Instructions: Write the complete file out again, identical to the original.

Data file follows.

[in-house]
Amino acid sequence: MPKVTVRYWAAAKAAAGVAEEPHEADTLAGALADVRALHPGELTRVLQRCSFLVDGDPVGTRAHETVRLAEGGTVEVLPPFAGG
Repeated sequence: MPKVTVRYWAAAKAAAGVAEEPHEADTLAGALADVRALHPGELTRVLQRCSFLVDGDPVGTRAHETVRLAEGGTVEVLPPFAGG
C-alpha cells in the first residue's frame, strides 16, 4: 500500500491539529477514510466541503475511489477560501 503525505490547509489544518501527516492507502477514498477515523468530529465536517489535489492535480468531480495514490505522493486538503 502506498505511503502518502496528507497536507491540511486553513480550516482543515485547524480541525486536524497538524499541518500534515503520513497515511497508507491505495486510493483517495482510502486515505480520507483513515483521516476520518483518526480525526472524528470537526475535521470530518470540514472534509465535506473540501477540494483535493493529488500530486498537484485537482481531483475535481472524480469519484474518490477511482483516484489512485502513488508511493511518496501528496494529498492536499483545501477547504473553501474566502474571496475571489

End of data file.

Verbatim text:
[in-house]
Amino acid sequence: MPKVTVRYWAAAKAAAGVAEEPHEADTLAGALADVRALHPGELTRVLQRCSFLVDGDPVGTRAHETVRLAEGGTVEVLPPFAGG
Repeated sequence: MPKVTVRYWAAAKAAAGVAEEPHEADTLAGALADVRALHPGELTRVLQRCSFLVDGDPVGTRAHETVRLAEGGTVEVLPPFAGG
C-alpha cells in the first residue's frame, strides 16, 4: 500500500491539529477514510466541503475511489477560501 503525505490547509489544518501527516492507502477514498477515523468530529465536517489535489492535480468531480495514490505522493486538503 502506498505511503502518502496528507497536507491540511486553513480550516482543515485547524480541525486536524497538524499541518500534515503520513497515511497508507491505495486510493483517495482510502486515505480520507483513515483521516476520518483518526480525526472524528470537526475535521470530518470540514472534509465535506473540501477540494483535493493529488500530486498537484485537482481531483475535481472524480469519484474518490477511482483516484489512485502513488508511493511518496501528496494529498492536499483545501477547504473553501474566502474571496475571489